Saturday , October 1 2022

Widespread antibiotic resistance in urban neighborhoods in Cambodia |



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Antibiotics are used in animal production worldwide to treat and prevent diseases in food-producing animals, and in many cases also to make the animals grow faster. In many low and middle income countries, there is no regulation of the sale of antibiotics, which often leads to the use of antibiotics both incorrectly and unnecessarily, which in turn contributes to increased antibiotic resistance.

Gunilla Ström Hallenberg has in his doctoral work at SLU, among other things, investigated the use of antibiotics in pig farms around Cambodia's capital, Phnom Penh, as well as the presence of antibiotic resistance in common intestinal bacteria from farm pigs.

Unregulated use allows for resistance
Through interviews with the pig breeders, it was found that almost everyone used antibiotics in their pig production and that breeders often decided what kind of antibiotics would be used, as well as adjusting both dosage and treatment length depending on how sick the pigs were and how quickly they recovered.

Almost half (45 percent) of the interviewed households had not heard of antibiotic resistance. Photo: Gunilla Ström Hallenberg

"This type of unregulated and often unnecessary use of antibiotics leads in many cases to increased selection pressure in bacteria, which can result in more bacteria developing resistance not only to the antibiotics used but also to other similar antibiotics," says Gunilla Ström Hallenberg.

Antibiotic resistance was common among pigs and 79 percent of bacteria were classified as multiresistant, ie resistant to three or more antibiotic classes. It was also found that antibiotic resistance was more common on farms where the pigs were treated for prevention and where the entire crew was treated for signs of disease.

Difficult to take care of manure
In addition to the use of antibiotics, Gunilla Ström Hallenberg has investigated the risks posed by people in urban areas. When animals and people live closely together there is an increased risk of infection between animals and humans. A major problem in these areas is also the handling of manure because poor manure management can cause bacteria, parasites and other microorganisms in the manure to spread to and infect humans.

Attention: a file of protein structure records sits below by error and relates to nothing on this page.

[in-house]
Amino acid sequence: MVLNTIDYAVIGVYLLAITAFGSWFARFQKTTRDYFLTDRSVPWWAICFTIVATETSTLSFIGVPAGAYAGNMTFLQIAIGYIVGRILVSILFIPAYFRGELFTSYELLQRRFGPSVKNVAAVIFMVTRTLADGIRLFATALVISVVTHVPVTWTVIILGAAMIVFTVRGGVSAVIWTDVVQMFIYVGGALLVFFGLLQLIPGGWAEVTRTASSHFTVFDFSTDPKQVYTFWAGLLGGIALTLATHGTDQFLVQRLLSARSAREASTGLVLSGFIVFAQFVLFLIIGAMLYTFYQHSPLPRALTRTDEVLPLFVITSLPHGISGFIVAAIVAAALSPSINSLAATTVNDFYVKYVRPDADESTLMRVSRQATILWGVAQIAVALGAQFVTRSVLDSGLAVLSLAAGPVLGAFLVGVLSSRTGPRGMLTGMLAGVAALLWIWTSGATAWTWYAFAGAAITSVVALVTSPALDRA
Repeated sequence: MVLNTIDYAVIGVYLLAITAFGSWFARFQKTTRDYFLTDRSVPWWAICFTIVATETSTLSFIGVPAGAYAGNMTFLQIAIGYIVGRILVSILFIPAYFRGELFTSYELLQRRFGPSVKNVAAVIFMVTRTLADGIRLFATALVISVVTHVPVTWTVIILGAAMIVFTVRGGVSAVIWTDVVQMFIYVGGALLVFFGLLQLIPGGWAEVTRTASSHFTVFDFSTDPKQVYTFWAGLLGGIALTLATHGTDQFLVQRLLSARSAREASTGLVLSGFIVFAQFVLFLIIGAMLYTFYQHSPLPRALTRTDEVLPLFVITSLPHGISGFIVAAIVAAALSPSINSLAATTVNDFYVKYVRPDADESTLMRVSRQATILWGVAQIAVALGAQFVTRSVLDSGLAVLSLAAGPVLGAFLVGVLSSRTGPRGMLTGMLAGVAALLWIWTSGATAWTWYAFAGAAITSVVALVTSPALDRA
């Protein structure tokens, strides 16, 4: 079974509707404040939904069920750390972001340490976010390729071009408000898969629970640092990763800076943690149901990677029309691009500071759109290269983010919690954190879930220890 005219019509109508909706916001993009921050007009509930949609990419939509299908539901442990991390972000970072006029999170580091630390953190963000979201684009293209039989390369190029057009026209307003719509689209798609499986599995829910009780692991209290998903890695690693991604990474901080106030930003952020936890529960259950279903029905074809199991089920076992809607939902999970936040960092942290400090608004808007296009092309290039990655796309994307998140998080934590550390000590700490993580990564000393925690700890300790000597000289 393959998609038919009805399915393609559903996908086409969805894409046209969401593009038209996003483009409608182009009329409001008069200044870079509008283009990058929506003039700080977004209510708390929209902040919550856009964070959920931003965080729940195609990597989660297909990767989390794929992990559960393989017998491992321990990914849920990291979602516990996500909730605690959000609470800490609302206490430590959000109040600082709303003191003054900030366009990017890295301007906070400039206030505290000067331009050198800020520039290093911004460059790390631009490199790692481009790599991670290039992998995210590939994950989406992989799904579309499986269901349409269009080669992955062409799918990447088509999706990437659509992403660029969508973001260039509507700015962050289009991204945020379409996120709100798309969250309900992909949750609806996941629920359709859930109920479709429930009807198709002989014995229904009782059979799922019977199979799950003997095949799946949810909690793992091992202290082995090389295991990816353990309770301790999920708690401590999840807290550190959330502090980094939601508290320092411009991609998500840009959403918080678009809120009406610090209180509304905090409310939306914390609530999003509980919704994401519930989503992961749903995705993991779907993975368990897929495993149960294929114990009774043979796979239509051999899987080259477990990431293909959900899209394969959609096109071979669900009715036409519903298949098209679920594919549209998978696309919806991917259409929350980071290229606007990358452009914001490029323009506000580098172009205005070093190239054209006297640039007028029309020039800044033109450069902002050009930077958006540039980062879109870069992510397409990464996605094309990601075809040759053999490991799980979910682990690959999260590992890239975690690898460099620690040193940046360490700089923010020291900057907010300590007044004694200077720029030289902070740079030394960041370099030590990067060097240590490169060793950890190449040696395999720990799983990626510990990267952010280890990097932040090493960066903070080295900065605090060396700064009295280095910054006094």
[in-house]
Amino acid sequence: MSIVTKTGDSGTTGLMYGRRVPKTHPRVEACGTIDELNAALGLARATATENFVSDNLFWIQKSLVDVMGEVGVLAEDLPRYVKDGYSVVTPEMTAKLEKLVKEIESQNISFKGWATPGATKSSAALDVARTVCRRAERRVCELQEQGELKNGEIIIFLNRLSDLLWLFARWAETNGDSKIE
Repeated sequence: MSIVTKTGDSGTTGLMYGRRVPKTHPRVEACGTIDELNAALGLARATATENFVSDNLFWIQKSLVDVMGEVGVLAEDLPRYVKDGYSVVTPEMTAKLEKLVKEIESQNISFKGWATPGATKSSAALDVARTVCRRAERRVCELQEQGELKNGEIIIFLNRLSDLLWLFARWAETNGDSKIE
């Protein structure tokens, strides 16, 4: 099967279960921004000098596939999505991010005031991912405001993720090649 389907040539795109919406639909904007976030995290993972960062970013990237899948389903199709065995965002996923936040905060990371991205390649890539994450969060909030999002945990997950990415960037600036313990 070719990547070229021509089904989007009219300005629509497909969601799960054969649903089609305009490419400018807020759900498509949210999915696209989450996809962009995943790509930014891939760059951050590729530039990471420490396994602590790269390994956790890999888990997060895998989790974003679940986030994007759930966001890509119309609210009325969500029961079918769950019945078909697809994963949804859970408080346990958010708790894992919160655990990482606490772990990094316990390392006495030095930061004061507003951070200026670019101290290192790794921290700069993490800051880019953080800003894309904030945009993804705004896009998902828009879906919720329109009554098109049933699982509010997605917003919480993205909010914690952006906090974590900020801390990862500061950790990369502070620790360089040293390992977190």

Flawed knowledge and lack of agricultural land make problem management problematic. Handling and transporting manure safely means in many cases high costs for households. Photo: Gunilla Ström Hallenberg

"In these areas, access to agricultural land is often limited, which means that there is no good way to get rid of the fertilizer. Many keepers simply choose to dump the fertilizer in the environment instead of transporting it to farmland in other areas, says Gunilla Ström Hallenberg.

Fertilizer with antibiotic resistant bacteria
It was found that almost half of the gravel holders around Phnom Penh usually dumped pig manure in the surroundings, which was more common among households who did not have access to farmland and among households where it was not known that diseases could spread between animals and humans. Because fertilizers can also contain antibiotic resistant bacteria, resistance genes and antibiotic residues, poorly managed fertilizers can also pose a risk of increased antibiotic resistance and spread.

A large proportion of households (60 per cent) felt that the mainstay was one of the most important source of income. Photo: Gunilla Ström Hallenberg

"Targeted information campaigns, along with disease prevention measures and a regional or national fertilizer management plan, can lead to the improvements that are necessary to enable animal husbandry in urban areas to be conducted in countries like Cambodia," says Gunilla Ström Hallenberg.

The thesis:
Urban livestock production in Cambodia – Socio-economic benefits and public health hazards

Plug:
Gunilla Ström Hallenberg, Department of Clinical Sciences
Sveriges lantbruksuniversitet, Uppsala, [email protected]

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